Iconic Detritus

Roland Hicks’ meticulous hyperrealist paintings are based on extremely mundane objects like rubber bands, thumb tacks and pieces of tape. Hicks' work is a perfect example of how everyday items can be tranformed into objects of iconic beauty.
Find out more about Roland Hicks' works here.

Dollar Store Animals

Minneapolis-based artist Doug Pedersen challenged himself to create a series of sculptures using items purchased from a discount store. So, about 5 or 10 bucks and dozens of man hours later, he wound up with this series of iages made using plastc toy animals and malted crayons. Doug says: "The melted crayons, also from the dollar store, were probably the cheapest crayons ever made and some caught fire instead of melting. So I don’t know that I’d recommend trying it unless you’re outside in a well ventilated area far from man made structures."
Find out more about the project here.

Hair Stories

Karin Stack produced "Hair Stories" after  being diagnosed with cancer in 1998. From the chaotic realm of illness and uncertainty, she produced a post-chemotherapy chronicle of hair growth through sequential photos. Not without humor, these life-size photographic self-portraits follow her progress from bald to hairy. Using the ordered language of minimalism and scientific documentation, Karin examines the steady resumption of natural processes and the surprise of new hair growth.
Find out more about the project here.

Pinhegg: The Egg Pinhole Camera

Photographer Francesco Capponi created the egg pinhole camera, with the purpose of shooting just one photograph. The purpose was to sacrifice the camera in the process of photo creation – Francesco wanted the camera to become the photograph. The process from the camera to the photograph is the same that ties the baby bird to the egg: the bird grows protected from the shell and when it's ready breaks it and comes out.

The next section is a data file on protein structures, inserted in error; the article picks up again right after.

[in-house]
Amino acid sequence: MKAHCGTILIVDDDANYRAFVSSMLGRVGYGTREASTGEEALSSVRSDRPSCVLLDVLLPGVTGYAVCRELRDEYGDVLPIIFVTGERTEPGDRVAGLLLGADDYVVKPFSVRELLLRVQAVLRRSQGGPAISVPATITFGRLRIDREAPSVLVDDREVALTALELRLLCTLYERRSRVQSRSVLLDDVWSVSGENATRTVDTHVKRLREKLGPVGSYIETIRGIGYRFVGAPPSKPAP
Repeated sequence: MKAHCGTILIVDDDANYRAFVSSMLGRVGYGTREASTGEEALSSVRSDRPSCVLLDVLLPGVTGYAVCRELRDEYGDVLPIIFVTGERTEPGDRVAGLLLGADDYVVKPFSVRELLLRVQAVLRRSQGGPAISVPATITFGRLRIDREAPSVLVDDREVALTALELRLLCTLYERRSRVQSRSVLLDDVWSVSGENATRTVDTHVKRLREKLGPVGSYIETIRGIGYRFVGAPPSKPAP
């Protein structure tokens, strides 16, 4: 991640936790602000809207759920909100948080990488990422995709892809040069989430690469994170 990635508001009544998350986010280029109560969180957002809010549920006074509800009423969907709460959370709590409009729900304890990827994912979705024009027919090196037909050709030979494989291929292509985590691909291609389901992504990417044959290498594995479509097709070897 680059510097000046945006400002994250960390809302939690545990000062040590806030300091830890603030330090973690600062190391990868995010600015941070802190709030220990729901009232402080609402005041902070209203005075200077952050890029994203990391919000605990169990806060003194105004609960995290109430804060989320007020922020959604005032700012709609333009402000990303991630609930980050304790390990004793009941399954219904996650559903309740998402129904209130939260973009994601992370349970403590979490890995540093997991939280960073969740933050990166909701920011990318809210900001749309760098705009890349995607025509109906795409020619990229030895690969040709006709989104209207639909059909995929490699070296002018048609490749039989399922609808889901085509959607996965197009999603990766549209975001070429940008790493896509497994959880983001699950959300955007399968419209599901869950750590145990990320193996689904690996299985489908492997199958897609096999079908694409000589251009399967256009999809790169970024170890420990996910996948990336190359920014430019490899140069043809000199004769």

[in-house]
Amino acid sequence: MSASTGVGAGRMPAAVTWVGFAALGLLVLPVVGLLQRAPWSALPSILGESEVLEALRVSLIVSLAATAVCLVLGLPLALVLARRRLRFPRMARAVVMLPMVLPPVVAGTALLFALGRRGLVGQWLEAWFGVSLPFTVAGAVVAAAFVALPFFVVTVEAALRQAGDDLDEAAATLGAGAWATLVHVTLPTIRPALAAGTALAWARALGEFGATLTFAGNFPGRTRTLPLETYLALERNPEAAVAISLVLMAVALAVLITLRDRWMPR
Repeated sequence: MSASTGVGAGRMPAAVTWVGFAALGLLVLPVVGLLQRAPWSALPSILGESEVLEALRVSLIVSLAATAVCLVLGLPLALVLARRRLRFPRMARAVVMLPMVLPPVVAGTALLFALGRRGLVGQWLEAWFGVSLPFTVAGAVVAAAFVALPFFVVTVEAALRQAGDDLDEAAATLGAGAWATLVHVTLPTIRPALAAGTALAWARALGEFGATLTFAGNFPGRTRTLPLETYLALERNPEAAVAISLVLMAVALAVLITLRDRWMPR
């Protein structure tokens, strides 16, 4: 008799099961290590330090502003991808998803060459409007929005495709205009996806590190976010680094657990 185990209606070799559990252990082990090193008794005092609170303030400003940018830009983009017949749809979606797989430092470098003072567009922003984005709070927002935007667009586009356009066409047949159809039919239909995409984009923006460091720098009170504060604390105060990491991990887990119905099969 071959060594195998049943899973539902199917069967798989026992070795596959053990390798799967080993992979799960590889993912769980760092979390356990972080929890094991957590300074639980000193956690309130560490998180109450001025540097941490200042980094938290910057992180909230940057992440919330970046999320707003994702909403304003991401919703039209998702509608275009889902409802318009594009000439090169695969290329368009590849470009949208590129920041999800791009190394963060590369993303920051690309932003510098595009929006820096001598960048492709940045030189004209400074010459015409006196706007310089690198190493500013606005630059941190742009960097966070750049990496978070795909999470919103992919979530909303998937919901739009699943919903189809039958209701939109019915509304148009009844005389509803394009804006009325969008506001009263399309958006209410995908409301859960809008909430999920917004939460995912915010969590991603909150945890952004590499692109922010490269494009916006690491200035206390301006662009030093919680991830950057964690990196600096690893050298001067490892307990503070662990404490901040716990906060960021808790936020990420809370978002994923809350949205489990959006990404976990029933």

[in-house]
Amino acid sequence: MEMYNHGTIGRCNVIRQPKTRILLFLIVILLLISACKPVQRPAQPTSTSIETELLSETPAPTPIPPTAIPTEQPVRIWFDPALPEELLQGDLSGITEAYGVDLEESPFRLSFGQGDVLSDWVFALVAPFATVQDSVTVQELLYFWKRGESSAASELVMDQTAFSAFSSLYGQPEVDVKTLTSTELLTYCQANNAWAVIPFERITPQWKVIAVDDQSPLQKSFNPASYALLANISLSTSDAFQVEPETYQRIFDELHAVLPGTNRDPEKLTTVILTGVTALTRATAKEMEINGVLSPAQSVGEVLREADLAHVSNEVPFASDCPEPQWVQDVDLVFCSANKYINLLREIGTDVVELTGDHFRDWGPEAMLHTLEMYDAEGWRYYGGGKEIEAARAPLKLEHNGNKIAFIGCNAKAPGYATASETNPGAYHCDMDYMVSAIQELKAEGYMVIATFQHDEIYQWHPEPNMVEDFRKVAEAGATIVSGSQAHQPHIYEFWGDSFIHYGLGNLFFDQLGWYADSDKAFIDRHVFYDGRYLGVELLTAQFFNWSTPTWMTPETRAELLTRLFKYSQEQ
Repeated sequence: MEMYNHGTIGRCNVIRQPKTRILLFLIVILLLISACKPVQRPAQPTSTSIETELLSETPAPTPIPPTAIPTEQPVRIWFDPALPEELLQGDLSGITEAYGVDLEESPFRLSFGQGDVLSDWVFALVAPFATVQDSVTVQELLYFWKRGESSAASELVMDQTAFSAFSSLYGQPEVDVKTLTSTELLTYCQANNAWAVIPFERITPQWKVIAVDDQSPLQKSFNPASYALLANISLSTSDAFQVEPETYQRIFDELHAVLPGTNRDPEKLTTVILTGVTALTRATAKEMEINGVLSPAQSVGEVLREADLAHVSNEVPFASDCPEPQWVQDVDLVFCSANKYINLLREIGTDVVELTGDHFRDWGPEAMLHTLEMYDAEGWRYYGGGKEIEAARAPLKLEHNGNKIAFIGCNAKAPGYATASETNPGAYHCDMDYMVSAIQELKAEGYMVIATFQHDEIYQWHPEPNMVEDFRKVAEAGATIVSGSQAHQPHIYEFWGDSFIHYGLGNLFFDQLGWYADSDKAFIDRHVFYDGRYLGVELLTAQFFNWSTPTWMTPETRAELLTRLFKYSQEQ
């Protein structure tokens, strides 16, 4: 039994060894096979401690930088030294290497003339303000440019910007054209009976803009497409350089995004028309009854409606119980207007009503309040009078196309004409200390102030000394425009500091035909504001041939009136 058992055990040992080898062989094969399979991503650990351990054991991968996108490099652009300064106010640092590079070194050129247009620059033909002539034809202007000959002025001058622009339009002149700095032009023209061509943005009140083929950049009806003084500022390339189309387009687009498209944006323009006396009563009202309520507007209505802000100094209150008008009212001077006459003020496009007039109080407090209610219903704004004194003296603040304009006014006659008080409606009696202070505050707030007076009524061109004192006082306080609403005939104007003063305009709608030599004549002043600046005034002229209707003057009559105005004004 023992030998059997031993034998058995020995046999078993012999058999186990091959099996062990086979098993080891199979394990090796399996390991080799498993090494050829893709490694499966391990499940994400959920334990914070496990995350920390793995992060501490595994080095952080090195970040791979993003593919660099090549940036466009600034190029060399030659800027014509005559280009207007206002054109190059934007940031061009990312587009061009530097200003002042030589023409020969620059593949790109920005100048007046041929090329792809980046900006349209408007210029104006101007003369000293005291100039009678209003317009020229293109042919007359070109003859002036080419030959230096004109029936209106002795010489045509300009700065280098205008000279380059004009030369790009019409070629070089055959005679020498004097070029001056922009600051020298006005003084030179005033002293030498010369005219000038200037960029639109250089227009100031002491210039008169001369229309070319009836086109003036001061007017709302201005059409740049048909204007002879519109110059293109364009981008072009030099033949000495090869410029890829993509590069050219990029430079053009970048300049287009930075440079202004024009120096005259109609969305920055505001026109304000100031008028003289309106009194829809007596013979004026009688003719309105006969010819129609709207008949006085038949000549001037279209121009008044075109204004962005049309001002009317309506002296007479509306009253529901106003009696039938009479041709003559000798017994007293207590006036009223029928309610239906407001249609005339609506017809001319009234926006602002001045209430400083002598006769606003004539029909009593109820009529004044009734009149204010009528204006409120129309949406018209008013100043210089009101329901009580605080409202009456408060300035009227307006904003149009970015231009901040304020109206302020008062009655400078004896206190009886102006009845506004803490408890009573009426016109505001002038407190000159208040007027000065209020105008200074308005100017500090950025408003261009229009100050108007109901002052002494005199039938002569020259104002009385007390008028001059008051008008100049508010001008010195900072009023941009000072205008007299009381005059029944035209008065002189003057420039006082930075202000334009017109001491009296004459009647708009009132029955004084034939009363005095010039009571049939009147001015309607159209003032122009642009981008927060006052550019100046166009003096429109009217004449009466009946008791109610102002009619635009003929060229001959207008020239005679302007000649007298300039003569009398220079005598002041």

Find out more about the Egg Pinhole Camera here.

Happier Meals

The concept for The Grid's "Happier Meals" project is very simple, give chefs from four restaurants a Big Mac combo meal consisting of a burger, fries, a drink and a lot of condiments, and make them transform it into something that looks like it came from a five-star restaurant. The result is four meals that won’t be seen on a specials menu anytime soon.
Find out more about the project here.

Things: The Takeaway Collection

Established & Sons redesigned fast food containers reference a commonplace object from our on-the-go lifestyle. Folded from sheet metal, these boxes are anything but ordinary. The strength of the medium gives this piece a presence weightier than its function of mere ‘container’. Takeaway highlights that even the simplest seeming object can be captivating in the right circumstances.
Find out more about The Takeway Collection here.

Food Architecture

For his latest series of images photographer Gary Bryan constructed small architectural structures out of wafers. Gary says there is no CGI involved, just retouching, great lighting and delicious wafers.
Find out more about Gary's work here.


Photographer Patrick Tosani's series titled "Masks" documents starched trousers sculpted to resemble human faces. The pants, stiffened with glue still retain a three-dimensional weightiness exerted by the unusual pose. Though recognizably placed on a surface, to be photographed, they nonetheless "float" seamlessly in space.
Find out more about Patrick's work here.

Furniture Remix

Artist William Stone creates "modified furniture" by manipulating, building and rebuilding salvaged old chairs. These are clever three-dimensional objects with amazing proportions and remarkable craftmanship designed to blur the line between furnishing and art.
Find out more about William's work here.

via Beautiful/Decay

Frank Halmans: Built of Books

Dutch artist Frank Halmans creates imaginary buildings by carving windows, stairways and doors out of stacks of vintage books. His objects refer to ‘the home’ as a container of material and intellectual possessions. Home is where you live but also where you accumulate memories and collect all sorts of other things.

Beautiful Machines

 Photographer Kevin Twomey delights in raising the most mundane of objects to an iconic level. Inspired by vintage mechanical calculators from the mid 20th century, Kevin created a series of photographs highlighting the heavy industrial designs of their casings as well as the intricate and complex system of gears and levers that were needed to figure out even basic mathematical equations.

Delft Mortality